Disease of the carotid artery usually is most severe at the point in the neck where the artery divides in 2 (giving internal and external carotid arteries). When the artery gets narrowed at this point it may ultimately cause stroke, with the risk being highest in patients who have recently suffered a stroke or mini-stroke related to this narrowing. Depending on the degree of narrowing and the patient and symptoms surgery may be recommended.
The operation is usually performed under general anaesthetic and an incision is made at the side of the neck. The common carotid artery and it’ s major branches are exposed and controlled, clamped and opened. While this is being performed, sometimes a temporary tube is used to keep blood flowing to the brain on the operated side (known as a shunt) but this is not always necessary (Figure 1). The lining of the blood vessel responsible for the narrowing is removed, including the atherosclerotic plaque (Figure 2). The artery, once cleared of the diseased lining is closed and blood flow restored. Close monitoring of blood pressure, neurological function and of the surgical site is required in the initial post-operative period; the recovery time prior to discharge is usually 4-5 days.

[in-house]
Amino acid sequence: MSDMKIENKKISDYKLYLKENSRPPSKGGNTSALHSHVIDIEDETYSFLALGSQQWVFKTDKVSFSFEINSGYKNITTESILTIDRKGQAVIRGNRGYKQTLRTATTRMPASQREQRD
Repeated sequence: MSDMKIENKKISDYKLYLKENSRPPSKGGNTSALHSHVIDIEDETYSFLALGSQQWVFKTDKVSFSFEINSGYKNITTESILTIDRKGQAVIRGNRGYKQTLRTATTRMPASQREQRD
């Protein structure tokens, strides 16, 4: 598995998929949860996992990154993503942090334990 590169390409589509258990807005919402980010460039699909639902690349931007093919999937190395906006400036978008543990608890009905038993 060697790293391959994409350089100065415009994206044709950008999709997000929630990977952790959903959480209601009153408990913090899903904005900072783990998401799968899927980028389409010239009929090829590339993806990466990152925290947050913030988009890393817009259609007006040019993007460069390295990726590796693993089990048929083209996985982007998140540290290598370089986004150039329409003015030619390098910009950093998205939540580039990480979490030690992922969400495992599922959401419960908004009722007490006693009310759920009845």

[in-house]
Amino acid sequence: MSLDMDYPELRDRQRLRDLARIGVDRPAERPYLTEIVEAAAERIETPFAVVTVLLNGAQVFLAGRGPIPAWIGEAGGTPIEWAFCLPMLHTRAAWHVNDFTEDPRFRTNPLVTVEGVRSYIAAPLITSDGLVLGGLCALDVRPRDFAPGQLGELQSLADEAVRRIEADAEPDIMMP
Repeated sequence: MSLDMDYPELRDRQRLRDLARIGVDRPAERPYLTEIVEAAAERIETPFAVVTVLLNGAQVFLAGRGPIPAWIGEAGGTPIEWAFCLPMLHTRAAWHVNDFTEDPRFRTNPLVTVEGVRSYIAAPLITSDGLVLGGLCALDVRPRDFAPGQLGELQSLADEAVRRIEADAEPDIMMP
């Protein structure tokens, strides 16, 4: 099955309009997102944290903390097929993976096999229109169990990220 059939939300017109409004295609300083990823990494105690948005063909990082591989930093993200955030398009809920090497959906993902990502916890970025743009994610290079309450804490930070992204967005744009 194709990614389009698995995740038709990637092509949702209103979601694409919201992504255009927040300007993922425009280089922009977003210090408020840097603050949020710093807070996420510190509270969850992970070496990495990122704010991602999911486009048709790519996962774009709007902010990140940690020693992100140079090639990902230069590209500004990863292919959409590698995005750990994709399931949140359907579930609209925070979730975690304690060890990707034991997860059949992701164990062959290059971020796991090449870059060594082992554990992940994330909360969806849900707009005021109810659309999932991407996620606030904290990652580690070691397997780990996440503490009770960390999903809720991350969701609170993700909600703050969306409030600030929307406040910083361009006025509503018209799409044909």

Specific Risks of Carotid Endarterectomy
- Haematoma (bleeding in the wound) postoperatively requiring further surgery.
- Stroke or Death 2-3%
- Nerve injury causing difficulty with talking or swallowing, drooping of the mouth on one side, or hoarseness.
Intraoperative image of carotid endarterectomy procedure.
Close up view at atherosclerotic plaque removed at the time of carotid endarterectomy